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Seed breeder Bakker Brothers:
"Our drive is to feed families"
Like shades from a science fiction movie, linen bags are hanging from wires in a closed off greenhouse. The Tuta absoluta, one of the most destructive insects for tomatoes, flies around here. The originally Amazonian bug is able to decimate a healthy tomato vine in no time. As a result of international trade, the moth is found everywhere, in Europe as well now. Wouter Bakker looks through the window at the linen bags.
"Making our six crops more resistant step by step is what we do here and in other locations. There's a wild tomato that's immune to the Tuta. We're working on transferring this tomato's quality to a variety in our own tomato seed range. That's way, tomatoes will get an immunity boost without using chemicals. Our seeds for zucchinis, beans, onions and eggplants are mostly used in the open field rather than in greenhouses. The conditions there are a lot more fickle than in a climate-controlled greenhouse. We don't occupy ourselves with developments like mini cucumbers or specialty lettuce varieties for the consumer. Our drive is to feed families at as low a cost as possible."
Wouter represents the fourth generation from the Bakker family. Together with his uncle, Eric Bakker (third generation), he leads the company that was established in 1928 to breed cabbage seeds. Bakker Brothers is a breeding, production and distribution company. Since its inception, the Bakkers have been looking across borders, but that idea grew stronger after the Second World War.
In America, they are sometimes jokingly referred to as the Bakker Bros. Since the company became a part of the South African Klein Karoo Kooperasie in 2003/2004 and later Zaad Holdings Ltd. (a subsidiary of South African agri investor Zeder), the internationalisation only increased. Wouter is also on the board of Zaad Holdings. "Bakker Brothers is a small player in the world of breeders, with a turnover of around 16 million euros in vegetable seeds. But being a part of Zaad Holdings, with a turnover of about 100 million euros, we are a force to be reckoned with. It's easier for us to get licenses and cooperate with universities, institutes and fellow entrepreneurs. We don't do fundamental research. We're really a company that brings developments to the market by using a license, which provides us with the latest technology to breed our crops."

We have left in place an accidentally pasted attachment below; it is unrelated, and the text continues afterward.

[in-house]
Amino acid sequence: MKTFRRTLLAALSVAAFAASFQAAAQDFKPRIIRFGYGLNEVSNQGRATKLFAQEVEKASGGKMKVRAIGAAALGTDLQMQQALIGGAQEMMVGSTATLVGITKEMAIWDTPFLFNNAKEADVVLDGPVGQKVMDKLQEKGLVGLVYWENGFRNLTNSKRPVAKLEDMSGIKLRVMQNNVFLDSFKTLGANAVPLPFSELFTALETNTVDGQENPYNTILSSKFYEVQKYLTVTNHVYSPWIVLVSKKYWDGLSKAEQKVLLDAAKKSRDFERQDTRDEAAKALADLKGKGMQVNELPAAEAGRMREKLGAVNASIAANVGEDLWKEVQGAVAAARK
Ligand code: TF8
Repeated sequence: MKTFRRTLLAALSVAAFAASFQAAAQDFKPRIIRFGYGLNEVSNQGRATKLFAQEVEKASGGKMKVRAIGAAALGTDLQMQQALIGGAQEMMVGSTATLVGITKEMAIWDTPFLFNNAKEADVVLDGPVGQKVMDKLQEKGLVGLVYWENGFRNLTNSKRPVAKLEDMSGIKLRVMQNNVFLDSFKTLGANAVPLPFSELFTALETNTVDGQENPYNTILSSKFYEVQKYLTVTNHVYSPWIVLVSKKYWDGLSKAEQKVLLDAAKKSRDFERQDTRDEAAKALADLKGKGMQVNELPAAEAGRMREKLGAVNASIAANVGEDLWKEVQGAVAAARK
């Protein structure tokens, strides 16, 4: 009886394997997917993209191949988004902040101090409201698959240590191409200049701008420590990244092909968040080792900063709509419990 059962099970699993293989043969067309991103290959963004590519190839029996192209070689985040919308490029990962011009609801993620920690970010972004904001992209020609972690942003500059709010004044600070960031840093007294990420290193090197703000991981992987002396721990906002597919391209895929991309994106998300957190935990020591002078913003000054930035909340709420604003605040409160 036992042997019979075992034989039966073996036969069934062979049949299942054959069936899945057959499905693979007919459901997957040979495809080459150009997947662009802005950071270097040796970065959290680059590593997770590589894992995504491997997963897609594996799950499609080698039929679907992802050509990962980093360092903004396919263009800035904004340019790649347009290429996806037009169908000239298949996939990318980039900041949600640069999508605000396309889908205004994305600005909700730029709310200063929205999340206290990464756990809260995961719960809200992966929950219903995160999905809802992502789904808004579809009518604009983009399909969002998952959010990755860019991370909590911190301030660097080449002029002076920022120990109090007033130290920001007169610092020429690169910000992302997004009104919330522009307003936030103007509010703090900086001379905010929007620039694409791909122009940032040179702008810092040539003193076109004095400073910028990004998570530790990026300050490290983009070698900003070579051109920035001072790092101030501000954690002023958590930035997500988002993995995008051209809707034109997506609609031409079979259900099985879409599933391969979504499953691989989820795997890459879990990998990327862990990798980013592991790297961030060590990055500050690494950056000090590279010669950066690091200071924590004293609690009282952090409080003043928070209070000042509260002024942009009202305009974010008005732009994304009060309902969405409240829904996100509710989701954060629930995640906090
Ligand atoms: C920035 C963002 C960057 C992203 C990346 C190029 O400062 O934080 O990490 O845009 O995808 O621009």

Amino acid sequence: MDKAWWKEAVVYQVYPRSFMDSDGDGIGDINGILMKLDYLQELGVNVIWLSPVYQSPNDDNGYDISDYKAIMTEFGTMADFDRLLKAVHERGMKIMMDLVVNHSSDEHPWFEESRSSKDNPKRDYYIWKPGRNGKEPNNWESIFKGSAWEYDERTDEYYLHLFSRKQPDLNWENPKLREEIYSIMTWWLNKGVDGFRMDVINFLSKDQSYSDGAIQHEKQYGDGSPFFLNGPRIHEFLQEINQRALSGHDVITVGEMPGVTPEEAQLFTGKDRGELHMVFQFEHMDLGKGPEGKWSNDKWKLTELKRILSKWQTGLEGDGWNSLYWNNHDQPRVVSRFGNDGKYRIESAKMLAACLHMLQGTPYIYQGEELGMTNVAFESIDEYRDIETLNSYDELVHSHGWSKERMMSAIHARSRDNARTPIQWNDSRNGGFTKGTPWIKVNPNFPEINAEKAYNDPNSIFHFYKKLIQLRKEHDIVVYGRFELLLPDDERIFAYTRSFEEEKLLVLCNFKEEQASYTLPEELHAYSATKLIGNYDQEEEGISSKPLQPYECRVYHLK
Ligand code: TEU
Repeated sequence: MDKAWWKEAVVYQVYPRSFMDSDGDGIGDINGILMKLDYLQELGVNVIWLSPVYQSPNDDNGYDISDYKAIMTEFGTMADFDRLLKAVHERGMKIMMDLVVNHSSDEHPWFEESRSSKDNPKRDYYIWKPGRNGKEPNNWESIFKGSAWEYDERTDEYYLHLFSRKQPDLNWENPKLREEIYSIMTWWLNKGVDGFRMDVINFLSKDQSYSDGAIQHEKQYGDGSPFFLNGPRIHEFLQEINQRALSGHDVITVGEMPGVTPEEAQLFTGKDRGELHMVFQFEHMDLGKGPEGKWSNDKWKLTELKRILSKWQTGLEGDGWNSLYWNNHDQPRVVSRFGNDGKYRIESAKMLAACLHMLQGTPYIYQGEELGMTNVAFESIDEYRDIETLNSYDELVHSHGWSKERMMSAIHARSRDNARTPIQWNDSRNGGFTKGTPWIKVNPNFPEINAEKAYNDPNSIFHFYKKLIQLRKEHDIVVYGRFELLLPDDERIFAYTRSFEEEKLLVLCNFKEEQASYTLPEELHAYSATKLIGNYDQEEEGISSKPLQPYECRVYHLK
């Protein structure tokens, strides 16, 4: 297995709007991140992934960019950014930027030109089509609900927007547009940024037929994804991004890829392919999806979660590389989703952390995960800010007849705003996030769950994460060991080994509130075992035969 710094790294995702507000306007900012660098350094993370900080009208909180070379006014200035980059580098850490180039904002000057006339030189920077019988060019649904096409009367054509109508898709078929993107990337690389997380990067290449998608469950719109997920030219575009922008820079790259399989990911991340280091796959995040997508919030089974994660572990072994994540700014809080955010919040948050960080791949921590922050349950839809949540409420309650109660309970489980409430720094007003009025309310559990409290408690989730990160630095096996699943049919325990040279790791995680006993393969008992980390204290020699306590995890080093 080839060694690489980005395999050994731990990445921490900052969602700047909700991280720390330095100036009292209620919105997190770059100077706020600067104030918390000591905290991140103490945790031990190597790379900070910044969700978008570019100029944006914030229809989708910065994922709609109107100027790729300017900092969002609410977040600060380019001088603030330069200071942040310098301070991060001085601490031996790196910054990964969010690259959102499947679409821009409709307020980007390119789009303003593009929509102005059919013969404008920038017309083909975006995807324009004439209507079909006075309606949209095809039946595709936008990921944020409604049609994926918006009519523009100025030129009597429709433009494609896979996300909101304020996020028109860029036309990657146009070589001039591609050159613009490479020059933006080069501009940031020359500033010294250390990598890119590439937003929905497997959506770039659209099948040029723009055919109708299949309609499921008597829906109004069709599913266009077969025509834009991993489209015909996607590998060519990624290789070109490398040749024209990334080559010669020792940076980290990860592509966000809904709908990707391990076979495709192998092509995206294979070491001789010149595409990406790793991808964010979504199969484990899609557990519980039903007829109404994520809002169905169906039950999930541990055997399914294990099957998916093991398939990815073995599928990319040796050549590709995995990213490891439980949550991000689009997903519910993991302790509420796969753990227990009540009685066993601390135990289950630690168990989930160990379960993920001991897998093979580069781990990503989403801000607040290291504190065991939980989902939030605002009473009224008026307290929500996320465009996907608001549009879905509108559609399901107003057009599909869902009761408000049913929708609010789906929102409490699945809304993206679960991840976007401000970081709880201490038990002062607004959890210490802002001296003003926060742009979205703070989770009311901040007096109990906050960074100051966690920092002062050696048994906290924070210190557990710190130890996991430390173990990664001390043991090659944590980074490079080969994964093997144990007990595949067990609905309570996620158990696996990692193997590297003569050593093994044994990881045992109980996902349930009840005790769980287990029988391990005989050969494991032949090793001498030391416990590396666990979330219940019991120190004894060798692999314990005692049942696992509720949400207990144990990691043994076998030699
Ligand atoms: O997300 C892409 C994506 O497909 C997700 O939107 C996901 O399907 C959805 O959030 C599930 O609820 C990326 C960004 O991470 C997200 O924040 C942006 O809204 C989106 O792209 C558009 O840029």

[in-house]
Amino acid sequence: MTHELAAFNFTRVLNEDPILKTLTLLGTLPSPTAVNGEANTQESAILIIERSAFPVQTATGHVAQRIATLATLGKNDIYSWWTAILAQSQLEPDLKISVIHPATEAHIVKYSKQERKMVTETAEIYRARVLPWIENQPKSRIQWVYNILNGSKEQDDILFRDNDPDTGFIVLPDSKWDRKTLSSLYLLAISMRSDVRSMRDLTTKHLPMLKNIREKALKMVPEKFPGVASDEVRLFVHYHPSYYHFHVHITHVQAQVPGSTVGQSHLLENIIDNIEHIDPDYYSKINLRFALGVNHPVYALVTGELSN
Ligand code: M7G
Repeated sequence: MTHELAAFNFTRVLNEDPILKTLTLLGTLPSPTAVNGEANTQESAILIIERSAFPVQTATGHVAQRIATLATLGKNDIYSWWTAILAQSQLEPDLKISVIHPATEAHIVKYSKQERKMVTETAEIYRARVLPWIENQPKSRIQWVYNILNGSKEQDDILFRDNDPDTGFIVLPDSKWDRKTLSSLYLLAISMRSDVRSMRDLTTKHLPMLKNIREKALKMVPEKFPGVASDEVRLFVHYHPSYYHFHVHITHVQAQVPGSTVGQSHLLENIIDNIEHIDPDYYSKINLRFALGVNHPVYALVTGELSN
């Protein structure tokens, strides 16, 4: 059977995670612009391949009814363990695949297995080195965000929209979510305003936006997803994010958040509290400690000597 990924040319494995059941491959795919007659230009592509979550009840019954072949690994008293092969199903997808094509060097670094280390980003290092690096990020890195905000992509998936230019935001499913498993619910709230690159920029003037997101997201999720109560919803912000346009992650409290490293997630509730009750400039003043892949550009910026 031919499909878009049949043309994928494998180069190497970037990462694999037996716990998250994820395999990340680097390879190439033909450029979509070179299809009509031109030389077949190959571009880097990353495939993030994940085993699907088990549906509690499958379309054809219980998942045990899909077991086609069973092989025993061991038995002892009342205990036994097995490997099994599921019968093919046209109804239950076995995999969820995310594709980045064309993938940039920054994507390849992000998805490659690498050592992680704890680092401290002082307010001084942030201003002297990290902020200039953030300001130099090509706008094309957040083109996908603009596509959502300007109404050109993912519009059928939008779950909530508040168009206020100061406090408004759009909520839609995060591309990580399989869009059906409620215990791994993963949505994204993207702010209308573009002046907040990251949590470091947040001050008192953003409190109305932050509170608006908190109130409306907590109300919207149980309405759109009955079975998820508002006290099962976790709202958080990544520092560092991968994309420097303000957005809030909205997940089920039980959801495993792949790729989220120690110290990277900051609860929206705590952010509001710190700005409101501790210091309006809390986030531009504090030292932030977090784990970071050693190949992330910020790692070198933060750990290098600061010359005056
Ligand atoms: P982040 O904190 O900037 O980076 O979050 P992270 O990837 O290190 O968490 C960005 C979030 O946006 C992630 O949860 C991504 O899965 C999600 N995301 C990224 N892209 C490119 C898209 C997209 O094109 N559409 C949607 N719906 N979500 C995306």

Breeding as a quest
The seeds to Africa are shipped in large and small tins, so they don't just arrive intact, but the local population can also turn them into the well-known tin cars. Wouter Bakker: "Our drive is working with food: contributing to solving the worldwide food problem. Seeds are at the basis of every vegetable. The better the seed, the more a grower can produce. Through our breeding stations in Jordan and South Africa, as well as another ten trial stations worldwide, we are able to breed quickly. We reach a stable variety within seven generations. That means a timespan of roughly 3 years, because we distribute those stages across three different breeding stations. It used to take us 7 years. Each year, we bring the seed up another three generations for most crops. Our work is a quest in which you can't lose your way, otherwise you'll have worked in vain for years."
The production of said stable seed is outsourced to around twenty companies in China, America and France, the seeds from these companies are all taken to Bakker Brothers in the Netherlands, where they are treated, packaged, and sent to the distributor. What many people don't know is that Bakker Brothers is the biggest supplier of vegetable seeds to the United Nations' Food and Agriculture Organization (FAO).
Uncle Eric: "We actually notice the geopolitical situation of a region or country immediately here in Noord-Scharwoude. We always have to deal with a conflict zone, so our warehouses contain seeds for South Sudan, Iraq and Syria, which we sell to the FAO at cost price."
Wouter continues: "We work with distributors in Europe, Africa and the Middle East, about two hundred of them. Through wars, networks are lost and growers can't do their job anymore, with famine as a result. FAO aims to combat that with seeds. By the way, 20 percent of our seed production goes directly to companies that process canned vegetables, like those of Bonduelle. They in turn distribute the seeds to contracted farmers, who own hundreds of hectares of land."
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